You might know, the land, now being Namibia, once was a German colony more than 100 years ago and then taken over by the British Empire followed by South Africa. In 1994 Namibia became independent from South Africa after the end of the South African apartheid regime. But there are still very strong connections to South Africa. Nevertheless, different than South Africa, they made a couple of good decisions: no condemnation of white farmers, picking English as the only official language instead of choosing one of the 11 local languages (plus Afrikaans and German). So, all people speak at least two languages: their mother tongue and English (sometimes in total 3 or 4).

I was meeting black people speaking German perfectly, what a surprise. I was happy to see, that the people connect Germany positively and they are proud of their country.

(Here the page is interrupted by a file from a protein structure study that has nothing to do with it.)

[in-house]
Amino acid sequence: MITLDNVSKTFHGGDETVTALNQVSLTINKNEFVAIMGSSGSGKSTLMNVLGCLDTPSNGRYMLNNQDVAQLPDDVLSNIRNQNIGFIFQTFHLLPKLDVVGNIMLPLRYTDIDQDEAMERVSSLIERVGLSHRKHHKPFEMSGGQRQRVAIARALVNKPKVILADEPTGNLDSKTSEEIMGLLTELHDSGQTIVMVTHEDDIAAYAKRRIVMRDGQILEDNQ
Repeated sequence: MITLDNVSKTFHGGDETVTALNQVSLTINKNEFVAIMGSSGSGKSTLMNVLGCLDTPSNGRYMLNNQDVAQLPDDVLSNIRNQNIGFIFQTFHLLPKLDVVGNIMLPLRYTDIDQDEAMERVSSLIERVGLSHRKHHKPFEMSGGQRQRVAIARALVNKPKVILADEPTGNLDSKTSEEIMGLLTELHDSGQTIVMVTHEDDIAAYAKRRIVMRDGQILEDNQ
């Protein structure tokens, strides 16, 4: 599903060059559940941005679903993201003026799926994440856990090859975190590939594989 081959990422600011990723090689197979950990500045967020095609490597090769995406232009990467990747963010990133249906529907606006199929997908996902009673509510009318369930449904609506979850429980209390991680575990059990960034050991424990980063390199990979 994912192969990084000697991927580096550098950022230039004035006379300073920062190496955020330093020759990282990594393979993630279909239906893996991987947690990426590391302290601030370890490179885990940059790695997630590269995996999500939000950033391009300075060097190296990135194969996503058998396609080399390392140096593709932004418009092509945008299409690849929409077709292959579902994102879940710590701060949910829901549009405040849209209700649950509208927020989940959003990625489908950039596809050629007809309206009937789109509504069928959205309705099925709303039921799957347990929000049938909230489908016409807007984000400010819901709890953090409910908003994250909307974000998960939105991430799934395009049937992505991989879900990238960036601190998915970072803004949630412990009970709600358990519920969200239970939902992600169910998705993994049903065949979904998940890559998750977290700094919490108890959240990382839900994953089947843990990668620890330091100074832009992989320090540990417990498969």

To name my favorites of the trip, I have to start with the animals we saw at the Lodges, in the National Parks, and besides the roads. I don’t want to bore you with a list. Next, I would name the dunes of Sossusvlei / Deathvlei where the dunes of very fine red sand can easily grow higher than 300 meters (about 1,000 feet), the Quiver tree forest (endemic plants relative to the Alow Vera), and the formerly forbidden zone near Lüderitz where the Diamonds were found with the ghost town Kolmanskop (Kolmanskuppe), a former German mining company town.